During all the busy-ness of the holidays, it is important to pay attention to our health. This time of year is often especially difficult for people managing chronic conditions such as diabetes, high blood pressure, or depression.
While it can be tempting to "take a break" from the drudgery of managing your disease, remember that chronic conditions never take a holiday. Letting your diabetes or blood pressure get out of control, even for a little while, usually leads to greater problems down the road. How to cope?
Here are a few simple "Do's" to stay healthy while still enjoying all the festivities.
- Do continue to take your medications and insulin injections and test your blood sugars on time, as part of your normal routine. This is so important.
- Do go to parties and visit friends and relatives. The personal interaction is important this time of year to keep up our spirits. Just avoid overdoing it at the buffet table, while still joining in the games, singing, visiting and watching football.
- Do get your daily exercise. Walking can be even more fun while looking at holiday lights and decorations. If you live in a colder climate, be sure to bundle up and get some fresh air.
- Do eat the right foods, in moderation. Focus on protein-rich items and avoid the carbohydrates and desserts when possible. Put small portions on your plate and take very small bites. Try drinking a glass of water before your meal to help prevent overeating. If someone insists that you try their favorite dessert, again just eat a very small amount to satisfy them and still stay on track.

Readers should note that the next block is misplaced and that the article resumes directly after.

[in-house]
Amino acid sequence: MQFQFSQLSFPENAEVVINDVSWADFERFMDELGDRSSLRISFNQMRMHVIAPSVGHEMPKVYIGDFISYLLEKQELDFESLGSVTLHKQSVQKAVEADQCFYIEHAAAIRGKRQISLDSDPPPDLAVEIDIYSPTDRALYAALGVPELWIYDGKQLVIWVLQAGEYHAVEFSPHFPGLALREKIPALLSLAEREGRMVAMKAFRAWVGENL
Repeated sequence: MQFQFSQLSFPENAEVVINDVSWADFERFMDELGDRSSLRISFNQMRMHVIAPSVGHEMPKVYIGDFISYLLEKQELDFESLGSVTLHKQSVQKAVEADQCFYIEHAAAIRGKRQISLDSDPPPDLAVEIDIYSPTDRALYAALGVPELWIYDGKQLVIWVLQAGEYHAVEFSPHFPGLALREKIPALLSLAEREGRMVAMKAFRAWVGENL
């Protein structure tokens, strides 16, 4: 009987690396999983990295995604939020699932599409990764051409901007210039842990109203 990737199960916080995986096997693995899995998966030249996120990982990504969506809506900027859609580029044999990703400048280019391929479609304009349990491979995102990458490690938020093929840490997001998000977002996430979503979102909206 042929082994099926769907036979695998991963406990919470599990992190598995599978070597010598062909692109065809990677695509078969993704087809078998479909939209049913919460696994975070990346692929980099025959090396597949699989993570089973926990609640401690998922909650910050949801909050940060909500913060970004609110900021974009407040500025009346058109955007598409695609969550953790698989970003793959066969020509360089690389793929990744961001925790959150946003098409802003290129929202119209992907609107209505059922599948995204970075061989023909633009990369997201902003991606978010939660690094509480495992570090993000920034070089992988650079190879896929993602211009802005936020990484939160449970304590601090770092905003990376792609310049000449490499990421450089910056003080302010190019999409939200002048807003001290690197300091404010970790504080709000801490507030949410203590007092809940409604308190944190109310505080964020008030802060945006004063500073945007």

- Do avoid alcohol as much as possible. If you must drink, put your glass down after a few sips and follow it up with a bottle of water. You'll be able to enjoy the party and still not overindulge.
- Do take part in gift giving, but again in moderation. (Or perhaps consider giving your time and talent, rather than expensive gifts.) Overspending can quickly lead to debt, a burden which can cause stress and even depression.
- Do volunteer. Whether it's serving meals to the homeless, visiting shut-ins, or working with animals, it will benefit both your mental and physical health. Staying in regular contact with others helps protect you against stress and depression and the physical activity involved can be good for your health.
The information provided within this site is for educational purposes only and is not a substitute for consultation with your physician or healthcare provider.